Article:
once tough as iron now burn with the contempt of the The New Way
Regeneration is over; dig out the decay, plaster the cavity in paint

 

It’s still a bit clunky in parts, and I will work on that, but I think sestina poems might be my new poetry-crush!

 

 

 

*Now don’t read this wrong. I am a woman. I do not believe that I can only be “completed’ by a man (and yes, I am heterosexual), but neither do I buy into the opposite, the, “we must do everything by ourselves, forget men – in fact hate them all” Germaine Grier kind of feminism that has plagued women’s rights and women’s issues for decades.

I am a woman who believes that I can do anything through God who created me, and by Jesus’ death and resurrection. 

I also believe that we can all be feminists. Male and female. It’s a matter of perspective. That is what Mslexia has done so well in their re-design. They’ve shifted perspective – they are still feminists, but less “we hate men” and more “we can do this – who’s with us ladies!!”

 

 

 

Picture it and write – sweet dreams

A couple of weeks ago, Ermilia (http://ermiliablog.wordpress.com) posted the following picture up for Picture it and Write

floating-bed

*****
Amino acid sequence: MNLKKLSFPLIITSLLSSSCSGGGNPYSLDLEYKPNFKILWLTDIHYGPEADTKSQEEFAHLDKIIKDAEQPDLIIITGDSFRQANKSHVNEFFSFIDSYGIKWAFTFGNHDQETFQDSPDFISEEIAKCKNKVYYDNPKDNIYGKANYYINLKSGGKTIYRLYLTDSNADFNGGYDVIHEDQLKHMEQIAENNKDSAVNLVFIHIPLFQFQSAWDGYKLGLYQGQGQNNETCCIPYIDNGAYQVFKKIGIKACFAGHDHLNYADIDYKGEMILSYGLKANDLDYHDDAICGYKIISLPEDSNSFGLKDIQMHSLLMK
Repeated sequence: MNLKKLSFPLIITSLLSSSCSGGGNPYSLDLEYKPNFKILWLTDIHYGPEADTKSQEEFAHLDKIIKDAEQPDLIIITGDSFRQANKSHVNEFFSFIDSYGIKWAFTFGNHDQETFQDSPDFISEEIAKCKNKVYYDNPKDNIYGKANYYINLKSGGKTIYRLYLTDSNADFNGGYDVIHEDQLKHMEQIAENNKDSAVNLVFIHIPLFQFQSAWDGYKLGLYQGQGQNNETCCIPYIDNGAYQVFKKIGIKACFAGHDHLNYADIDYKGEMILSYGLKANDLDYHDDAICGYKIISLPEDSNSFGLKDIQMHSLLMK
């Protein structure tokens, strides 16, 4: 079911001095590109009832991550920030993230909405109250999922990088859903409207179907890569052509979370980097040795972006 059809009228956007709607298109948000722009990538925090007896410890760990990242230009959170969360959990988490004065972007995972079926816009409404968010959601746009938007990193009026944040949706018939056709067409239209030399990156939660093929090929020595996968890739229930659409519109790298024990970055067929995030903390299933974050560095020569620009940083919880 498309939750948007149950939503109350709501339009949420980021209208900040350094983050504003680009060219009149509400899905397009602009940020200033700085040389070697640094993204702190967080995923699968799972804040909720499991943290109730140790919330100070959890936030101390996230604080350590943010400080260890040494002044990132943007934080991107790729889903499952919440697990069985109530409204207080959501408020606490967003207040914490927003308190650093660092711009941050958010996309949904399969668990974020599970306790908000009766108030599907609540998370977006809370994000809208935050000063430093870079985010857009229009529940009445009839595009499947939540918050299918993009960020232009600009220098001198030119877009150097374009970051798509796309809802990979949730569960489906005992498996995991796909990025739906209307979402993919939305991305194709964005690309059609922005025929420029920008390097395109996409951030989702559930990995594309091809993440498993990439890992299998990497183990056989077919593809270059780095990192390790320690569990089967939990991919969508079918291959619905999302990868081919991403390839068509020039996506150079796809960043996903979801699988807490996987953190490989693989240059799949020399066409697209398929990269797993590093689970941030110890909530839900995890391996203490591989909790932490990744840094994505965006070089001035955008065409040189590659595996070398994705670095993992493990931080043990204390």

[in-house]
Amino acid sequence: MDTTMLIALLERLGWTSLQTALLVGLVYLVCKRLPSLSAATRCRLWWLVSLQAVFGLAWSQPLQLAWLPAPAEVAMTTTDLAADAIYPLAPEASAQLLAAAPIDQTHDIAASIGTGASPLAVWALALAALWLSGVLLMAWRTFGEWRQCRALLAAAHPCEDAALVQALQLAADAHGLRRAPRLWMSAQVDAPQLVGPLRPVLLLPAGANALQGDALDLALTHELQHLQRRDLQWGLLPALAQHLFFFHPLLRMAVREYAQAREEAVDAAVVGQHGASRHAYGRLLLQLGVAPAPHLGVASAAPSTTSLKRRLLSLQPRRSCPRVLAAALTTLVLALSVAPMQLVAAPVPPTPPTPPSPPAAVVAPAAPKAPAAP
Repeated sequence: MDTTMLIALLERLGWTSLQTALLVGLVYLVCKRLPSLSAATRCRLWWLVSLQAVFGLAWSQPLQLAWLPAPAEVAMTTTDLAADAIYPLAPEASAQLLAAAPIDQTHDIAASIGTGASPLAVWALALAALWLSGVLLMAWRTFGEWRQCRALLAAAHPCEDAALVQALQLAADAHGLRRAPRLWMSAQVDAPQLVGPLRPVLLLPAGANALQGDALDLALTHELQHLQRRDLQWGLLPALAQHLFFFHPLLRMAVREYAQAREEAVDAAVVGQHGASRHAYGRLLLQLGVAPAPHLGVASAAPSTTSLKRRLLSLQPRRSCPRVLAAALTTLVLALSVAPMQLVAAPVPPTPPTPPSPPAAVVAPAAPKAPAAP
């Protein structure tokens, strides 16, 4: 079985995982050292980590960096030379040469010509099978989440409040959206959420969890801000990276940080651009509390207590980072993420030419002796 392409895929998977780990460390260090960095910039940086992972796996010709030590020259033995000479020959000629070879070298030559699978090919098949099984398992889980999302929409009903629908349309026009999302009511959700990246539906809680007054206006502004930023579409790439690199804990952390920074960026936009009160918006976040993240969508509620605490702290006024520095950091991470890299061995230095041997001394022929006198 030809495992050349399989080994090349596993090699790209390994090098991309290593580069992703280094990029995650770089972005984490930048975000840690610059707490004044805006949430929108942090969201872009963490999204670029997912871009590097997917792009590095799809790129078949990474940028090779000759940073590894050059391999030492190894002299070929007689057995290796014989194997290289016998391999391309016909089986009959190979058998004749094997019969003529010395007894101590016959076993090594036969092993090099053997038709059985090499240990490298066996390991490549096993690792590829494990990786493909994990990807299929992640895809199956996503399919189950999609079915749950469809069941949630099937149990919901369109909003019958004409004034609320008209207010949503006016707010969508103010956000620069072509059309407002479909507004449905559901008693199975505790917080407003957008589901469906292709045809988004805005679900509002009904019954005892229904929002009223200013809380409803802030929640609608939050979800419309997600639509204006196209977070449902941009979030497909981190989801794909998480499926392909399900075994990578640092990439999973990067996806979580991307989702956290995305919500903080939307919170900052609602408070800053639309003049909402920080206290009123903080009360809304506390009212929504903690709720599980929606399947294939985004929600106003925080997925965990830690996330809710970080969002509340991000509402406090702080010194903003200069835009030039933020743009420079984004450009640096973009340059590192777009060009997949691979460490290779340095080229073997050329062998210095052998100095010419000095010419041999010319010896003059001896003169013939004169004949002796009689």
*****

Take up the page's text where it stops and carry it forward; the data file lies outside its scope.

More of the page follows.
Click here for the full details http://ermiliablog.wordpress.com/2013/07/21/picture-it-and-write-7/

Well, it took me all that time to think of something to write. I knew I had to because it was such an inspiring picture (and quite possibly, I may write more under this inspiration).

Well, this is what I have initially started with. It’s a little dark and surreal but it is also inspired by my own dreams. Please note, due the theme in this, I suggest this not be read by under-16’s

Sweet Dreams

Dreams float on water currents

Tracking rivers to the source

Travels like backpackers in foreign lands

Resting like former royalty in once grand beds and chambers

Trapped as a sleeping princess

Awaiting Prince Charming

Trudging thigh-high in dank water

Pulling nightmares away

Soothing the distress from

What was witnessed by the owl and the pussycat

Kissing her awake to the sound of

Waterfalls and troubled waters

Then carry her to her own